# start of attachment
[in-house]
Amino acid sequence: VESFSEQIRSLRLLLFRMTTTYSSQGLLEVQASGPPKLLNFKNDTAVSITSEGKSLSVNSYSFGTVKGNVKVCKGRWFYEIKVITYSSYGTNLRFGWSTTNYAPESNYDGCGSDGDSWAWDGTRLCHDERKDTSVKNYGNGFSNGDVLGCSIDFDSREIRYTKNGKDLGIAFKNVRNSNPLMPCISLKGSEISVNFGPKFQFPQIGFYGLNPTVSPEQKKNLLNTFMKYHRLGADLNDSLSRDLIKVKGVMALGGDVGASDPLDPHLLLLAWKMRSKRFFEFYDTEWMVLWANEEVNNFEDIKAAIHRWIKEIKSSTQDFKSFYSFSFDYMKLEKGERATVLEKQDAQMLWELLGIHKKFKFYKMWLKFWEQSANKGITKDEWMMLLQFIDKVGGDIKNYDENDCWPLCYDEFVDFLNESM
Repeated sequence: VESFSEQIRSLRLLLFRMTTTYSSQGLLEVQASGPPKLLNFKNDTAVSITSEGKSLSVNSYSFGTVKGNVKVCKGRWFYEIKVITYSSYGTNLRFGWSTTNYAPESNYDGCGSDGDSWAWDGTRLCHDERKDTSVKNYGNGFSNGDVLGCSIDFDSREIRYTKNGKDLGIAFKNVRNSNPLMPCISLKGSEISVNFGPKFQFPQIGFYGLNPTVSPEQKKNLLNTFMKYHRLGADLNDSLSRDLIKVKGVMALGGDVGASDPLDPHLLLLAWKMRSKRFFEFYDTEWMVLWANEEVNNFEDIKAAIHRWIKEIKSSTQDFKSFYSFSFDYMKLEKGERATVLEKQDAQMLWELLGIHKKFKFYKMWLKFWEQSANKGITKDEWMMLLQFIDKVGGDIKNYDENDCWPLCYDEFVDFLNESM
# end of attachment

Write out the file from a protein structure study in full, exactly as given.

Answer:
[in-house]
Amino acid sequence: VESFSEQIRSLRLLLFRMTTTYSSQGLLEVQASGPPKLLNFKNDTAVSITSEGKSLSVNSYSFGTVKGNVKVCKGRWFYEIKVITYSSYGTNLRFGWSTTNYAPESNYDGCGSDGDSWAWDGTRLCHDERKDTSVKNYGNGFSNGDVLGCSIDFDSREIRYTKNGKDLGIAFKNVRNSNPLMPCISLKGSEISVNFGPKFQFPQIGFYGLNPTVSPEQKKNLLNTFMKYHRLGADLNDSLSRDLIKVKGVMALGGDVGASDPLDPHLLLLAWKMRSKRFFEFYDTEWMVLWANEEVNNFEDIKAAIHRWIKEIKSSTQDFKSFYSFSFDYMKLEKGERATVLEKQDAQMLWELLGIHKKFKFYKMWLKFWEQSANKGITKDEWMMLLQFIDKVGGDIKNYDENDCWPLCYDEFVDFLNESM
Repeated sequence: VESFSEQIRSLRLLLFRMTTTYSSQGLLEVQASGPPKLLNFKNDTAVSITSEGKSLSVNSYSFGTVKGNVKVCKGRWFYEIKVITYSSYGTNLRFGWSTTNYAPESNYDGCGSDGDSWAWDGTRLCHDERKDTSVKNYGNGFSNGDVLGCSIDFDSREIRYTKNGKDLGIAFKNVRNSNPLMPCISLKGSEISVNFGPKFQFPQIGFYGLNPTVSPEQKKNLLNTFMKYHRLGADLNDSLSRDLIKVKGVMALGGDVGASDPLDPHLLLLAWKMRSKRFFEFYDTEWMVLWANEEVNNFEDIKAAIHRWIKEIKSSTQDFKSFYSFSFDYMKLEKGERATVLEKQDAQMLWELLGIHKKFKFYKMWLKFWEQSANKGITKDEWMMLLQFIDKVGGDIKNYDENDCWPLCYDEFVDFLNESM